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5 December 2013 11:26 am ,
Vol. 342 ,
An animal rights group known as the Nonhuman Rights Project filed lawsuits in three New York courts this week in an...
Researchers have been hot on the trail of the elusive Denisovans, a type of ancient human known only by their DNA and...
Thousands of scientists in the Russian Academy of Sciences (RAS) are about to lose their jobs as a result of the...
Dyslexia, a learning disability that hinders reading, hasn't been associated with deficits in vision, hearing, or...
Exotic, elusive, and dangerous, snakes have fascinated humankind for millennia. They can be hard to find, yet their...
Researchers have sequenced and analyzed the first two snake genomes, which represent two evolutionary extremes. The...
Snake venoms are remarkably complex mixtures that can stun or kill prey within minutes. But more and more researchers...
At age 30, Dutch biologist Freek Vonk has built up a respectable career as a snake scientist. But in his home country,...
- 5 December 2013 11:26 am , Vol. 342 , #6163
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Cosmic Power Producers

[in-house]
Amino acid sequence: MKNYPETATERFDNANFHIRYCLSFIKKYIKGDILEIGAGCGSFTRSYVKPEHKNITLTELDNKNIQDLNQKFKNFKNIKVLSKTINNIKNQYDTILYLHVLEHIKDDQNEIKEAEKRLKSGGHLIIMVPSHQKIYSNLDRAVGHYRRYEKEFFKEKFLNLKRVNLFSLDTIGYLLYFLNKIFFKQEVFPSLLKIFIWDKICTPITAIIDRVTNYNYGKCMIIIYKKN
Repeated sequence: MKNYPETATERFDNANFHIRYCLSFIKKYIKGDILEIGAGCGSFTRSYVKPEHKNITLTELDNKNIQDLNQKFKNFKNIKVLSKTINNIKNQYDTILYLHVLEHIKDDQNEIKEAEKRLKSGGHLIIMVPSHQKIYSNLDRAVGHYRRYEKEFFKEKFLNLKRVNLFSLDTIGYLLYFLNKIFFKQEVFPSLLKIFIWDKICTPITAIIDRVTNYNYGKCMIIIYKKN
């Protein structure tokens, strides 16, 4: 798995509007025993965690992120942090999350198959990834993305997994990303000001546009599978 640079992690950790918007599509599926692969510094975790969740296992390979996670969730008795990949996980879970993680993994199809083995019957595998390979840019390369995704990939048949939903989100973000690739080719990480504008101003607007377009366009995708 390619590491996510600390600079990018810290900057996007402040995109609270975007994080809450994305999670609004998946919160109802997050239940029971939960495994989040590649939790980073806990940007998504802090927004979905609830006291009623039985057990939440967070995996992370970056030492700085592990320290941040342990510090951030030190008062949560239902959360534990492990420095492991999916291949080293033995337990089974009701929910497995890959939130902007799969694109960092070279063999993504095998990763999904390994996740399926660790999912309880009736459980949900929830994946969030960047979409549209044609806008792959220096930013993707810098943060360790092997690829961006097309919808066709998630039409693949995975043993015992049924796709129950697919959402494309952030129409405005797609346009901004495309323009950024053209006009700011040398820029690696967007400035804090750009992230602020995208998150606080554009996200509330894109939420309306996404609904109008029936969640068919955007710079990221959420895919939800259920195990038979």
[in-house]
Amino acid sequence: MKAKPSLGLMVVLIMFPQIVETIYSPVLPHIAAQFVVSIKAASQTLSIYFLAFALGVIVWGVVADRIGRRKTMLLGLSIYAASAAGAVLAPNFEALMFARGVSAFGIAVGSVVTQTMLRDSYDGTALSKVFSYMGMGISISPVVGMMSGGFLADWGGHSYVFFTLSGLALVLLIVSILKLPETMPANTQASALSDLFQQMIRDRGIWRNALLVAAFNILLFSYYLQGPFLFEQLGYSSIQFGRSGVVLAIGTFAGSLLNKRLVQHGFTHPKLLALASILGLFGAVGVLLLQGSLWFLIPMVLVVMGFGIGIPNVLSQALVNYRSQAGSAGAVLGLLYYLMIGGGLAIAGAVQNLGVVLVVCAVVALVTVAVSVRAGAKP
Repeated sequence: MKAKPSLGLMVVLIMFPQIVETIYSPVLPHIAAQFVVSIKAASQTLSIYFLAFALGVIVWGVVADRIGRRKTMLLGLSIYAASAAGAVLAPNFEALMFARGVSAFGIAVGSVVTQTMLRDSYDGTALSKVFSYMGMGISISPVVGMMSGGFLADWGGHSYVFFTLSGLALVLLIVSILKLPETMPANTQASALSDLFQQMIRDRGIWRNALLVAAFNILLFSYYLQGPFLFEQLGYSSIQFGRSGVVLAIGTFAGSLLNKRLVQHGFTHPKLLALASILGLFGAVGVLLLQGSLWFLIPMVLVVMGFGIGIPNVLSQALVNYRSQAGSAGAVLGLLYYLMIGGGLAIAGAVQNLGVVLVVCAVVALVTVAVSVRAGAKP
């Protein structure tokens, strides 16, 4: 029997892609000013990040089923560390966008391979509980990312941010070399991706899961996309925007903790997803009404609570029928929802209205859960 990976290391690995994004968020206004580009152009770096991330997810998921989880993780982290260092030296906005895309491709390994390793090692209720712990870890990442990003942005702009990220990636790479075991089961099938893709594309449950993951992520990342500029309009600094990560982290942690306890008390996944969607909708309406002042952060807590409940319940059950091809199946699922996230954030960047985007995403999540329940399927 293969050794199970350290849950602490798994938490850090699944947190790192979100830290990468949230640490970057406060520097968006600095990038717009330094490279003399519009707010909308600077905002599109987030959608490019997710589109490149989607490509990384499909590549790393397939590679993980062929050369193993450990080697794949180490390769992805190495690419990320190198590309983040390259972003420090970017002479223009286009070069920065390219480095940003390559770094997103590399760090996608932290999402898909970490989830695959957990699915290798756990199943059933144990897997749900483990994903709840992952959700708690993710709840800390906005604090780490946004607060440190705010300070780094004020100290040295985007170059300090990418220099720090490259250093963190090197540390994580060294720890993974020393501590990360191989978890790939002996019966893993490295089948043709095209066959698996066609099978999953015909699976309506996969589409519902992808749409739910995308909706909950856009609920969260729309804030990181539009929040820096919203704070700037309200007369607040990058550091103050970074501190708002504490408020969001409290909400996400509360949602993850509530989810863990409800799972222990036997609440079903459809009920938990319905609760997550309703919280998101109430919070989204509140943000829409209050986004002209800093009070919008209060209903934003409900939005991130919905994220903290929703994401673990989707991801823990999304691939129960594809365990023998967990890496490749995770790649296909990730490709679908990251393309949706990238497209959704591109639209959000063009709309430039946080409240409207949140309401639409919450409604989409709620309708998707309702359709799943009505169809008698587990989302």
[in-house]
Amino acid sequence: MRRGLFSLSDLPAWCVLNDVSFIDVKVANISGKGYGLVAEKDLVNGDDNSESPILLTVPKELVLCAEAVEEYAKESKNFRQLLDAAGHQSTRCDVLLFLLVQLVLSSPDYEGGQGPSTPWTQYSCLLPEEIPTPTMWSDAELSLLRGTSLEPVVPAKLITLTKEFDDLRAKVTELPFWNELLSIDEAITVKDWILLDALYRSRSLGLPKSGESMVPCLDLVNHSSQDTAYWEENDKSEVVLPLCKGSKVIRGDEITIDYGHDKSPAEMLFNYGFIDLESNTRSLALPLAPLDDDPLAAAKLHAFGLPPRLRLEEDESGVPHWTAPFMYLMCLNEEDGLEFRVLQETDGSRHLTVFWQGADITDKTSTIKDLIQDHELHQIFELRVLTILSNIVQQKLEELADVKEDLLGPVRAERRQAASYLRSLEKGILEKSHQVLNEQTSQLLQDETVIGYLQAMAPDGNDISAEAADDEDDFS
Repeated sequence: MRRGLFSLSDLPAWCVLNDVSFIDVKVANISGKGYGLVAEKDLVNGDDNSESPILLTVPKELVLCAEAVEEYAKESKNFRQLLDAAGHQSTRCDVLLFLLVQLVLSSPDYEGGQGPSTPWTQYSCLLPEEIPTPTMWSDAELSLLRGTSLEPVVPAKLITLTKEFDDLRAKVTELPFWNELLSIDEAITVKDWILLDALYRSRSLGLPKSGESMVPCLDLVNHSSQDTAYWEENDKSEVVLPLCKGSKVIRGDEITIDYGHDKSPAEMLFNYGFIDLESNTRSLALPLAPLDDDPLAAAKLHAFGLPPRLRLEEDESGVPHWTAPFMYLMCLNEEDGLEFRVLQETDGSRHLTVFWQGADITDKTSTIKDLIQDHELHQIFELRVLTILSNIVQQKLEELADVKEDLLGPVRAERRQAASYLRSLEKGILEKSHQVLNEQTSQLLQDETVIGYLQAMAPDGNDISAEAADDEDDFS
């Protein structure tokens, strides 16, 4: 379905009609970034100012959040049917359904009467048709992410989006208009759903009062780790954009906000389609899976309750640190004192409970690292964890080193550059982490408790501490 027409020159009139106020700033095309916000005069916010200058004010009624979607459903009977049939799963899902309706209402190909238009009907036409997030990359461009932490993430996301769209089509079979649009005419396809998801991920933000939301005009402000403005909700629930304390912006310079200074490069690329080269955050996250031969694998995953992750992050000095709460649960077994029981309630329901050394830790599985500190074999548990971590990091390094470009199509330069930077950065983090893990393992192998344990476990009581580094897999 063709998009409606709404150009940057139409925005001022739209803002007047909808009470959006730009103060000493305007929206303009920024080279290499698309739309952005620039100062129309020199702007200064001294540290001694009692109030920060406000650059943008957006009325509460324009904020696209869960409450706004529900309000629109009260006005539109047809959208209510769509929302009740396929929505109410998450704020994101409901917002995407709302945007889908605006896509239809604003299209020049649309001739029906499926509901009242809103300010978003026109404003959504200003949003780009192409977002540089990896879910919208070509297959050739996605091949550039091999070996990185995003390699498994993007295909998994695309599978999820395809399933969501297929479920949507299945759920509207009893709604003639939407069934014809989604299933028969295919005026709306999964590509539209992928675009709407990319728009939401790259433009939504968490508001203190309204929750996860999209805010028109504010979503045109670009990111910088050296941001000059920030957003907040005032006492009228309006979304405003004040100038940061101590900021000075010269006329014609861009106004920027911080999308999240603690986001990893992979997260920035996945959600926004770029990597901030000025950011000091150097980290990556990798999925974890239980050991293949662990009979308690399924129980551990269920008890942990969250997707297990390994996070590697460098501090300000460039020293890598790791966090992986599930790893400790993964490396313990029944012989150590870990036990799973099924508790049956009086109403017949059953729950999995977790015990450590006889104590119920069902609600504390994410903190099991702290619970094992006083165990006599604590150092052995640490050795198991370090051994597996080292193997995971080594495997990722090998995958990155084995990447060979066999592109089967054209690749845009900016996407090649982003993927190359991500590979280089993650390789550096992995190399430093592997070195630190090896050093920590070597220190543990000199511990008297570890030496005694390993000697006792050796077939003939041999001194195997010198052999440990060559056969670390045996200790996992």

21 March 2000 6:00 pm
Never say that cosmologists are impractical. Two have invented a scheme for making the most efficient engine yet envisioned--a black hole engine.
Black holes, which are collapsed stars, qualify as engines because they convert matter into energy: Matter speeds up and radiates high-energy light as gravity causes it to plunge from a spinning disk into the hole. In 1974, physicist Kip Thorne of the California Institute of Technology showed that about 31% of the infalling mass is converted to usable energy. The rest is lost, as it goes into increasing the size of the hole.
For years, physicists were unable to figure how black holes could burn energy more efficiently than Thorne's calculations suggested. Now Princeton physicist Bohdan Paczynski and student Li-Xin Li have come up with a better model: A black hole that is, in effect, a two-cycle engine.
First, says Paczynski, you let matter fall into the black hole as Thorne did in his calculations. But then, as the infalling matter causes the black hole to spin faster, you stop feeding in the matter. The hole's magnetic field then increases the speed of the whirling disk, extracting another dollop of energy. "By magnetic coupling [of the hole] to the nearby disk, energy extraction from the spinning black hole can be made even more efficient," says Paczynski, who notes that the efficiency is now a whopping 43%.
The duo have posted a paper describing their improved black hole at Los Alamos National Laboratory's preprint server. But don't expect to get a car running on more miles per matter anytime soon. "There are no specific applications," says Paczynski. "It's just a mental exercise."